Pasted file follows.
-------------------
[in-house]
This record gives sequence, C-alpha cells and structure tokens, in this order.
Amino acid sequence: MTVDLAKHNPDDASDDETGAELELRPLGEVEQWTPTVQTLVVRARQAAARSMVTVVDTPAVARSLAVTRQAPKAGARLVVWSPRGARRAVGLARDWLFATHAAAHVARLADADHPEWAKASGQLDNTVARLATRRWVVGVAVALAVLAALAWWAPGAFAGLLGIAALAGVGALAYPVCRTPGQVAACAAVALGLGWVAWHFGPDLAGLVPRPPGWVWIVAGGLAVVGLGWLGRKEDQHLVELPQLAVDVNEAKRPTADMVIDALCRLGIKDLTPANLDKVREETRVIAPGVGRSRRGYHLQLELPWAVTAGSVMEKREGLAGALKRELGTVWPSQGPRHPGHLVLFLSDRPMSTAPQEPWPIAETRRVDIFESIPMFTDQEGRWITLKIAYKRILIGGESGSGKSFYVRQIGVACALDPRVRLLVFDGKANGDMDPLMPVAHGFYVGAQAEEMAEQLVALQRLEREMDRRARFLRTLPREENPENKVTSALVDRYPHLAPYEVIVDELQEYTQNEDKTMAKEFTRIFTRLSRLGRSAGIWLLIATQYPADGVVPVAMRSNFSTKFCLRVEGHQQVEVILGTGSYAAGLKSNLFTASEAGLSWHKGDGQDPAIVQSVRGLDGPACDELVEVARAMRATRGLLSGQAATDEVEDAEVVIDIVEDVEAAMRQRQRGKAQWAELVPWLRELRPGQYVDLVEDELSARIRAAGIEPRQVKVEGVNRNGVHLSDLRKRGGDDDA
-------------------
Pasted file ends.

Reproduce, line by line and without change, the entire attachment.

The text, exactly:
[in-house]
This record gives sequence, C-alpha cells and structure tokens, in this order.
Amino acid sequence: MTVDLAKHNPDDASDDETGAELELRPLGEVEQWTPTVQTLVVRARQAAARSMVTVVDTPAVARSLAVTRQAPKAGARLVVWSPRGARRAVGLARDWLFATHAAAHVARLADADHPEWAKASGQLDNTVARLATRRWVVGVAVALAVLAALAWWAPGAFAGLLGIAALAGVGALAYPVCRTPGQVAACAAVALGLGWVAWHFGPDLAGLVPRPPGWVWIVAGGLAVVGLGWLGRKEDQHLVELPQLAVDVNEAKRPTADMVIDALCRLGIKDLTPANLDKVREETRVIAPGVGRSRRGYHLQLELPWAVTAGSVMEKREGLAGALKRELGTVWPSQGPRHPGHLVLFLSDRPMSTAPQEPWPIAETRRVDIFESIPMFTDQEGRWITLKIAYKRILIGGESGSGKSFYVRQIGVACALDPRVRLLVFDGKANGDMDPLMPVAHGFYVGAQAEEMAEQLVALQRLEREMDRRARFLRTLPREENPENKVTSALVDRYPHLAPYEVIVDELQEYTQNEDKTMAKEFTRIFTRLSRLGRSAGIWLLIATQYPADGVVPVAMRSNFSTKFCLRVEGHQQVEVILGTGSYAAGLKSNLFTASEAGLSWHKGDGQDPAIVQSVRGLDGPACDELVEVARAMRATRGLLSGQAATDEVEDAEVVIDIVEDVEAAMRQRQRGKAQWAELVPWLRELRPGQYVDLVEDELSARIRAAGIEPRQVKVEGVNRNGVHLSDLRKRGGDDDA